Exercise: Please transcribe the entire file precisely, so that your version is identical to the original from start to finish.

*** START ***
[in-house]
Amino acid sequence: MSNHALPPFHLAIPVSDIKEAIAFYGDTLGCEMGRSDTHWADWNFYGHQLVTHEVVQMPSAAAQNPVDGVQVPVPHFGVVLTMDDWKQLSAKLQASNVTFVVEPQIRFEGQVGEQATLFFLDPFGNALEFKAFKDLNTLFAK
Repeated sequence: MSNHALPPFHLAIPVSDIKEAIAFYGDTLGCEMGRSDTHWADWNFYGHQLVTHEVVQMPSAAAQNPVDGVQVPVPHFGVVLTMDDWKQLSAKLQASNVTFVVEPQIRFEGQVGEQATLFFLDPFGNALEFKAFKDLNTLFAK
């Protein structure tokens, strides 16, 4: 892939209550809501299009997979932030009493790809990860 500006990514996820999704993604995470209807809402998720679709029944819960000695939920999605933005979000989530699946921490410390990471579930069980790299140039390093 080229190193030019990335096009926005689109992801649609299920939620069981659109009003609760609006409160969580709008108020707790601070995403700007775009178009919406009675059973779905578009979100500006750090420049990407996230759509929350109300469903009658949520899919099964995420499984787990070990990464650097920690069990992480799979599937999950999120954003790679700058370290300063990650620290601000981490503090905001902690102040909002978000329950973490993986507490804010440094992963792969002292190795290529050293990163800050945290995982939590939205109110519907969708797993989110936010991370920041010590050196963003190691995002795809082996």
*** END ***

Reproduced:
[in-house]
Amino acid sequence: MSNHALPPFHLAIPVSDIKEAIAFYGDTLGCEMGRSDTHWADWNFYGHQLVTHEVVQMPSAAAQNPVDGVQVPVPHFGVVLTMDDWKQLSAKLQASNVTFVVEPQIRFEGQVGEQATLFFLDPFGNALEFKAFKDLNTLFAK
Repeated sequence: MSNHALPPFHLAIPVSDIKEAIAFYGDTLGCEMGRSDTHWADWNFYGHQLVTHEVVQMPSAAAQNPVDGVQVPVPHFGVVLTMDDWKQLSAKLQASNVTFVVEPQIRFEGQVGEQATLFFLDPFGNALEFKAFKDLNTLFAK
């Protein structure tokens, strides 16, 4: 892939209550809501299009997979932030009493790809990860 500006990514996820999704993604995470209807809402998720679709029944819960000695939920999605933005979000989530699946921490410390990471579930069980790299140039390093 080229190193030019990335096009926005689109992801649609299920939620069981659109009003609760609006409160969580709008108020707790601070995403700007775009178009919406009675059973779905578009979100500006750090420049990407996230759509929350109300469903009658949520899919099964995420499984787990070990990464650097920690069990992480799979599937999950999120954003790679700058370290300063990650620290601000981490503090905001902690102040909002978000329950973490993986507490804010440094992963792969002292190795290529050293990163800050945290995982939590939205109110519907969708797993989110936010991370920041010590050196963003190691995002795809082996």